Can contemporary psychoanalysis tell us anything about sexuality that is new and clinically meaningful? It most certainly can, answers Muriel Dimen in Sexuality, Intimacy, Power, a compelling attempt to revivify Freud's core interest, in "sexual impulses in the ordinary sense of the term." But there is nothing ordinary about Dimen's project. Drawing on contemporary relational theory, feminism, and postmodernism, she takes a sustained, sometimes irreverent, look at assumptions about psychosexuality. For Dimen, the shift from dualism to multiplicity that has reshaped a range of disciplines can also be brought to bear on our thinking about sexuality. She urges us to return to the open-mindedness hiding between the lines and buried in the footnotes of Freud's writings, and to replace the determinism into which his thought has hardened with more fluid notions of contingency, paradox, and thirdness.
By unveiling the colloquy among psychoanalysis, social theory, and feminism, Dimen challenges clinicians and academicians alike to rethink ideas about gender, eroticism, and perversion. She explores, among other topics, the relations between Lust and libido; the limitations of Darwinian thought in theorizing homosexuality; the body as projective test; and the intimate tangle of love and hate between women. Generous clinical examples illustrate the ways in which a radical re-visioning of psychosexuality benefits therapists and patients alike.
Mixing medium and message, Dimen draws on a variety of disciplines and styles to delineate the ambiguities, contradictions, and paradoxes that subtend sexuality in all its personal and clinical complexity. A brilliant example of contemporary psychoanalytic theory at its destabilizing best, Sexuality, Intimacy, Power is equally a historical document that will intrigue and enlighten students of women's, gender, and queer studies.
“This is a powerful book, an intimate book, a sexy book.. Throughout, Dimen encourages us to think of the ambiguity and multiplicity of gender, the paradoxical hopefulness and hopelessness of desire, and the abject corporeality of the human condition. Serious and playful, sincere and ironic, pulling together the learned and the commonplace, she manages to guide us through some of the most challenging issues in psychoanalytic thinking today: the persistent presence of the sexual, the ineffability of the unconscious, the ambiguities of lust, the impossibility of desire.”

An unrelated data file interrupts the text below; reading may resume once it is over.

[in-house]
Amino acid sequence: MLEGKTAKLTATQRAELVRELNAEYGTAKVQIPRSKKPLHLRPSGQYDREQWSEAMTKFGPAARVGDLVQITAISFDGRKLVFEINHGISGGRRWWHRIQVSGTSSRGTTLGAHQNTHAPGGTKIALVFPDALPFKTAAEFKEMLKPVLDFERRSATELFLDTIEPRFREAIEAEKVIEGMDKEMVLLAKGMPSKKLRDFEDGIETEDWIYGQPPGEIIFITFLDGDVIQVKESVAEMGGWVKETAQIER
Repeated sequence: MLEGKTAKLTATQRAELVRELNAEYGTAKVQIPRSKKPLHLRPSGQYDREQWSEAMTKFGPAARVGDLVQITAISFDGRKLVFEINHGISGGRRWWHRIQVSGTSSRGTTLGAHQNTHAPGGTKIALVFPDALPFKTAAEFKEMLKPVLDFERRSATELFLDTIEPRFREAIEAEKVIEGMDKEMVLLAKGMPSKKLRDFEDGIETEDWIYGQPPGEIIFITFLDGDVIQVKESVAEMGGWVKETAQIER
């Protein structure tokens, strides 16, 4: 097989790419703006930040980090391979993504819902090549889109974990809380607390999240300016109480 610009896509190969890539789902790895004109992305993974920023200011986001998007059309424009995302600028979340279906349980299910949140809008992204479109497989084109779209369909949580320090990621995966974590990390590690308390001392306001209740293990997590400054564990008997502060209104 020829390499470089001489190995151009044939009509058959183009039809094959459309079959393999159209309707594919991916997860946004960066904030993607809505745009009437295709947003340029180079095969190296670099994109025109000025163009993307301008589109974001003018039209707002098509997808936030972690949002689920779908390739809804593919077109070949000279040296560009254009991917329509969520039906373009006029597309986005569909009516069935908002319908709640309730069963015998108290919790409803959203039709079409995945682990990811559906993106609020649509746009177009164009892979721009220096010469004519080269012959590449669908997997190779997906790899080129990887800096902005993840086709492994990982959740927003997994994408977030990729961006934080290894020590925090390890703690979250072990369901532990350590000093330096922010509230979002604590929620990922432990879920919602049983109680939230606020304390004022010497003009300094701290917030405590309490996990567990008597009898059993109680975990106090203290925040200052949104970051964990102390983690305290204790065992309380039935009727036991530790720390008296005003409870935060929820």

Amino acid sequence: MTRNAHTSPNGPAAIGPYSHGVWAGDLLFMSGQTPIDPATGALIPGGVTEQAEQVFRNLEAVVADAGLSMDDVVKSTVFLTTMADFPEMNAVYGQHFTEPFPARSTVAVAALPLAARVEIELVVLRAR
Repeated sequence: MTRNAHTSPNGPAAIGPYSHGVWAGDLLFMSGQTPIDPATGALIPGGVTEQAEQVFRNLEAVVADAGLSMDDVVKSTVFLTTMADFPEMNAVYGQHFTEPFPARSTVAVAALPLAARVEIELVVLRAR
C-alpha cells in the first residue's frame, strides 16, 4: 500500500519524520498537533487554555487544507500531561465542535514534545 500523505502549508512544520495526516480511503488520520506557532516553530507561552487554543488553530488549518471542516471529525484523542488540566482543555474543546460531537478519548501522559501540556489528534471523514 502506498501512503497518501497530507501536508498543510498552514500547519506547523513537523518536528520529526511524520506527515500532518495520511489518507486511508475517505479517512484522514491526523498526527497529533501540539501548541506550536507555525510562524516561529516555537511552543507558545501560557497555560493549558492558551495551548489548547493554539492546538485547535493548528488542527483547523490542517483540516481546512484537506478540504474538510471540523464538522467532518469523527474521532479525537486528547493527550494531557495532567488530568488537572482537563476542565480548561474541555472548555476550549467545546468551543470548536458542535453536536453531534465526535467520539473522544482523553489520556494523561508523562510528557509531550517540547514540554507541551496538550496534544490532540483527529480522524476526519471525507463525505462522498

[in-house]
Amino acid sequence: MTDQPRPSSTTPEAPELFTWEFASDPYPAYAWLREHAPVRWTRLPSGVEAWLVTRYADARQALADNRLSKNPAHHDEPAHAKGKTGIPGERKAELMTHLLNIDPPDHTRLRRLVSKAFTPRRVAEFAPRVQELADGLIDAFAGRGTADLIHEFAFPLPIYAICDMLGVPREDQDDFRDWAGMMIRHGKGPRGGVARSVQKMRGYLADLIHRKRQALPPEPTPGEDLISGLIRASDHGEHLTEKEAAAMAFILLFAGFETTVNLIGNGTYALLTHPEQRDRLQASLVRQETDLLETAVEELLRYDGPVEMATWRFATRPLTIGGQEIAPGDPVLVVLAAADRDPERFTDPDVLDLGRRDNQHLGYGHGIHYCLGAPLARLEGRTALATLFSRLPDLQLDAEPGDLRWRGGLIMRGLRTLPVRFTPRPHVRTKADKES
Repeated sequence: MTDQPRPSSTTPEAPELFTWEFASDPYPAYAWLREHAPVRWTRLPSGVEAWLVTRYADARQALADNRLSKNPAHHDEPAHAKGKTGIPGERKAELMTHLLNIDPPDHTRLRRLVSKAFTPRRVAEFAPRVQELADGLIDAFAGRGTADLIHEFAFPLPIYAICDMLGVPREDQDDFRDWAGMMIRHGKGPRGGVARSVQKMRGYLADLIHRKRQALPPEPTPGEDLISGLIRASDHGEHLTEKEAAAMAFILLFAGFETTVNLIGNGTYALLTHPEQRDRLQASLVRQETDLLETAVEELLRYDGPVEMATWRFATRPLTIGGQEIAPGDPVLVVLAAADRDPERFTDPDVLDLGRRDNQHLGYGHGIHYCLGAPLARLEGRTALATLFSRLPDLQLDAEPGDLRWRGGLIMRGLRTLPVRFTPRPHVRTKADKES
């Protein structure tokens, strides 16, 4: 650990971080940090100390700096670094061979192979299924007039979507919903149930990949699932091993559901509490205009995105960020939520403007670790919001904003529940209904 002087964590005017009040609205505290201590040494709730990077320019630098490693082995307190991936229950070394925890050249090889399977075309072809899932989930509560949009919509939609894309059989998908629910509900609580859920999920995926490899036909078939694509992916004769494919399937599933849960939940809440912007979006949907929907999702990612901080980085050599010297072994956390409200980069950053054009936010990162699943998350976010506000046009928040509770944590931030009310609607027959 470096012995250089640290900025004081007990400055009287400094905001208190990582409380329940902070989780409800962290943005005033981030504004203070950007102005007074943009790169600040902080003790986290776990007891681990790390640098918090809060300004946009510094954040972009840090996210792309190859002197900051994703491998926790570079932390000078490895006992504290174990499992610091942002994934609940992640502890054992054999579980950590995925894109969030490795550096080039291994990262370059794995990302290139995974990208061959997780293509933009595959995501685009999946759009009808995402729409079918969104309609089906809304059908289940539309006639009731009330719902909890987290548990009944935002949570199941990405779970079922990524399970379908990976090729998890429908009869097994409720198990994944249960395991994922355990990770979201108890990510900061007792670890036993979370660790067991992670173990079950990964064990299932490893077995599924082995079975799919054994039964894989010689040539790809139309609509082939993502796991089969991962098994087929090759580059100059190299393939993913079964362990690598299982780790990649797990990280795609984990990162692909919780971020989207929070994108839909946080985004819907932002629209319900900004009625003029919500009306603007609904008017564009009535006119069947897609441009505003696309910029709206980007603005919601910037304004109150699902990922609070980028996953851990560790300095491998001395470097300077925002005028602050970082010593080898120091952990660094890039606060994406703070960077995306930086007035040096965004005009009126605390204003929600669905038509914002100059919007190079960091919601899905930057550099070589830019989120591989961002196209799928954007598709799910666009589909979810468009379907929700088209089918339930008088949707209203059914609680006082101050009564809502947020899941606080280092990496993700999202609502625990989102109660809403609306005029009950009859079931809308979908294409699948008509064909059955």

- Karol Marshall, Ph.D., Contemporary Psychoanalysis
“Sexuality, Intimacy, Power is a remarkable document of recent Western intellectual and political histories. Via psychoanalysis, feminism and social theory, it attempts no less than to make some honest sense of what it is to be a person amongst people and how much we can know of such things. It is readable, brave, witty and in places, quite funny. Put simply, you’ll struggle through shelves on these subjects to find anything better.”
- James Taylor, Ph.D., Psychotherapy and Politics International
“Muriel Dimen, a prodigious reader and a sparkling writer, takes us on a journey of insight through all the central questions that have plagued and enlivened the conjunction of psychoanalysis and feminism in the last two decades. She has a rare gift for synthesizing a wide range of theoretical issues while balancing awareness of the complexity of clinical practice and the historical, cultural context. This is a book that enlightens, educates, and stimulates, speaking to readers from diverse worlds while illuminating their common, profound concerns.”
- Jessica Benjamin, Ph.D., NYU PostDoctoral Program in Psychotherapy and Psychoanalysis
“There is a scintillating populist intelligence to Dimen's thinking, conveyed by a wit and irony that seem deceptively light. For this is a robust and serious work, challenging and wide ranging in its scope: a sexual discourse, intimate and powerful.”